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Author Topic: The Patterdale Terrier as a Hog Dog  (Read 1395 times)
MrsLouisianaHogDog
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« on: July 09, 2012, 10:49:06 am »

Well, we recently got into the Patterdales. I tell ya, they pack the heart of a bulldog in a lil' terrier body. We use 'em on nutria, fox, and coon. Well, long story short, just for fun we took my husband's male out last night, just for fun, and he got to see his first hog. That sucker bayed tighter than any hound I've ever seen, like he'd been doing it all his life. Mind you he was by himself, no other dogs. Once my husband got there and got to grabbing the hog by his back kegs, that lil sucker just went straight to catchin...right on the ear! He did NOT let go either, we acually had to use a stick to break him off. Granted he weighs like 12-15lbs, so he really looked more like a hairy earring hangin off that hog, LOL. Obviously we wouldn't use him on a hog by himself, or ol' boy would just get carried off, but I tell ya it was somethin' else seein all the heart and grit that lil dog has. We were very impressed. I'm wonderin how these guys would be in a small pack. I know of a lady in CA that uses 'em within a pack on Coyotes. Anyone else hunt with these guys? Friggin amazing animals, and a nice small feed bill too! We like these guys so much that I'm goin to go pick me up another one later today.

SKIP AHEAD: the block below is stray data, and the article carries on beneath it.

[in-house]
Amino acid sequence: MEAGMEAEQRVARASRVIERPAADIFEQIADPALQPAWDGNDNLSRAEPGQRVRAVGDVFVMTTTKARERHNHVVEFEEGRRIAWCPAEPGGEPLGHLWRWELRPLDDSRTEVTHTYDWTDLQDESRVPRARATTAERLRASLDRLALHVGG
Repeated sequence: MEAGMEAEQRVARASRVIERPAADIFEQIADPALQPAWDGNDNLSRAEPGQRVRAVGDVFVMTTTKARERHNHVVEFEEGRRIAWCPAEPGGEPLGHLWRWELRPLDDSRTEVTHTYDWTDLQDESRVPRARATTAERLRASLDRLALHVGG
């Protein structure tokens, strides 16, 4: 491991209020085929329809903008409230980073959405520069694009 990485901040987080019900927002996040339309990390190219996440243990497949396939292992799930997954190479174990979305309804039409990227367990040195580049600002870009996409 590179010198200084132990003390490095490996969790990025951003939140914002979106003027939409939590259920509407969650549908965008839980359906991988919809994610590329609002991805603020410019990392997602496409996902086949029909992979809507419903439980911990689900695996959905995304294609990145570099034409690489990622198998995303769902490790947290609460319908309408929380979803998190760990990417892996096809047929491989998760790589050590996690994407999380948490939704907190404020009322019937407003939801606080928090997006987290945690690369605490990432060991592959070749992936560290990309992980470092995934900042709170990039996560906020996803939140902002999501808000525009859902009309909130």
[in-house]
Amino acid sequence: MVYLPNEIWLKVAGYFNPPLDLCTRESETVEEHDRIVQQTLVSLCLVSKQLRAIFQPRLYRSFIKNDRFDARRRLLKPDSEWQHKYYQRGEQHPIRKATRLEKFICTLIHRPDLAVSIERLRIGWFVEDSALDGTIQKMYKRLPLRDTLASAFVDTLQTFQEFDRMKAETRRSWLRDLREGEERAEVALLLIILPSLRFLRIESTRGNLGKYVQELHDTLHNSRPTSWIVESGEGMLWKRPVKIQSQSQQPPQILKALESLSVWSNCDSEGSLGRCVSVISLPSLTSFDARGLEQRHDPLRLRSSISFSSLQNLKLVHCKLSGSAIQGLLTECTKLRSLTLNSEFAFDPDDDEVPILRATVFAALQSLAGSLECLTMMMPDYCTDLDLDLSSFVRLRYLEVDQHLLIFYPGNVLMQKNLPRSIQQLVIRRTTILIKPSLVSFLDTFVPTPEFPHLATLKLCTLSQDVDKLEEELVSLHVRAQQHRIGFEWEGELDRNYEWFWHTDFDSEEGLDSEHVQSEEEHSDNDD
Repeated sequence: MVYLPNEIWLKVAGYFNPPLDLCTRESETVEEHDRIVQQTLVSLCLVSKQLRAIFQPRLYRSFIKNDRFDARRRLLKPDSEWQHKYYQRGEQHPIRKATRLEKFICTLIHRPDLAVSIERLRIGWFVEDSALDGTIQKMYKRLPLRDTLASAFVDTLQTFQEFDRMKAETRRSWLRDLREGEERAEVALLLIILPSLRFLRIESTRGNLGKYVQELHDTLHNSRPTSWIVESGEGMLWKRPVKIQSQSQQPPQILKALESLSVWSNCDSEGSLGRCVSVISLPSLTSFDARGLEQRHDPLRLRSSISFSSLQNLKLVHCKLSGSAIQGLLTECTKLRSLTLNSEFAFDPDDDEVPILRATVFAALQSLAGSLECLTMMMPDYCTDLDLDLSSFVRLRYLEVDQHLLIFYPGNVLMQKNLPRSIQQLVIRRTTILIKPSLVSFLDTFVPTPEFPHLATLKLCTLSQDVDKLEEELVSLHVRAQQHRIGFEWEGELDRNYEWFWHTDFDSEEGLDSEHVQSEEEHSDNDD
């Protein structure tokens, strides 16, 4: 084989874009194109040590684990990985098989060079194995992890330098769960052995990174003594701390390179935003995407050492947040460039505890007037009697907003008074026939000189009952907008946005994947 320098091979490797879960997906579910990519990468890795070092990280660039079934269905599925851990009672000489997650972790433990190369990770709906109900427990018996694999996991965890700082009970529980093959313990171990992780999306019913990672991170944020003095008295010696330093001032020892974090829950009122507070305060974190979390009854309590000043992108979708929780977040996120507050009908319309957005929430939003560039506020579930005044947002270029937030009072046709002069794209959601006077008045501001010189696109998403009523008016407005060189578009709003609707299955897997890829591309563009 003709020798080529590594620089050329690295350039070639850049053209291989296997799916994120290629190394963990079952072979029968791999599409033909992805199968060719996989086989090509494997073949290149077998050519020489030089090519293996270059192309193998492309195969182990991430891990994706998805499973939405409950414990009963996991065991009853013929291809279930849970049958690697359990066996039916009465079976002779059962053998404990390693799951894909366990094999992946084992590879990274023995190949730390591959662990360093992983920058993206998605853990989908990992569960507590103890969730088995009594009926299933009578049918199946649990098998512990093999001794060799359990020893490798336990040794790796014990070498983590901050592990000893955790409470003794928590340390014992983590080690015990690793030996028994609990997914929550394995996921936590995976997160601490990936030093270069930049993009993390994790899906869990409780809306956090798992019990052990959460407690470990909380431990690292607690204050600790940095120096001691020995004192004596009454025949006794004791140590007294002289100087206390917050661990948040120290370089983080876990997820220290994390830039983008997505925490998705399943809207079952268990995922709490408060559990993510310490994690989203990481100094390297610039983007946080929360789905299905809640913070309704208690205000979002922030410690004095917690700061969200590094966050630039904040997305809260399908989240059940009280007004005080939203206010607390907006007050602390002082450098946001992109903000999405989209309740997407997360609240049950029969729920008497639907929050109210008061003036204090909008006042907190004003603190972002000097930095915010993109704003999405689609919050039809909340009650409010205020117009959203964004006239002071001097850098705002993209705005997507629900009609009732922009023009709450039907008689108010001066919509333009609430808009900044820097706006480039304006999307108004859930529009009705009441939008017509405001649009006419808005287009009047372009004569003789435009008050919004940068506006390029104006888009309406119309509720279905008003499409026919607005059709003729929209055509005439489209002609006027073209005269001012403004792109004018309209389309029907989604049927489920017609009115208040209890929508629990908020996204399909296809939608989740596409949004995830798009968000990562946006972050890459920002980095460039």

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~Krystale of the Southern Comfort Combine~
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Corey
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« Reply #1 on: July 09, 2012, 11:24:15 am »

I've had them for a few years, some lines will not bay anything that they can get to. Some will bay good until it gets rough. Once they turn to the green eyed little monster they will not back up and bay again. Some lines are not worth the lead to blow them up, be knowledable about what your getting, and from who. They don't hunt for you, actually they probably could care less if you were even there, they are not stock dogs, they are predators. They have as much or more natural hunt in their blood then anything I've seen. Very smart dogs, require firm handle, and absolutely pain in a$$ to trash break. Be cautious as anything that makes a distressed cry will trip their trigger and shut their brain off.  Mine have been pretty hot nosed, fairly close ranged hunters until struck and then they don't have a shut off, use a tracking system. All in all, I've had a lot of fun with mine, but they are too small and rough for me as just hog dogs.
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MrsLouisianaHogDog
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« Reply #2 on: July 09, 2012, 02:33:29 pm »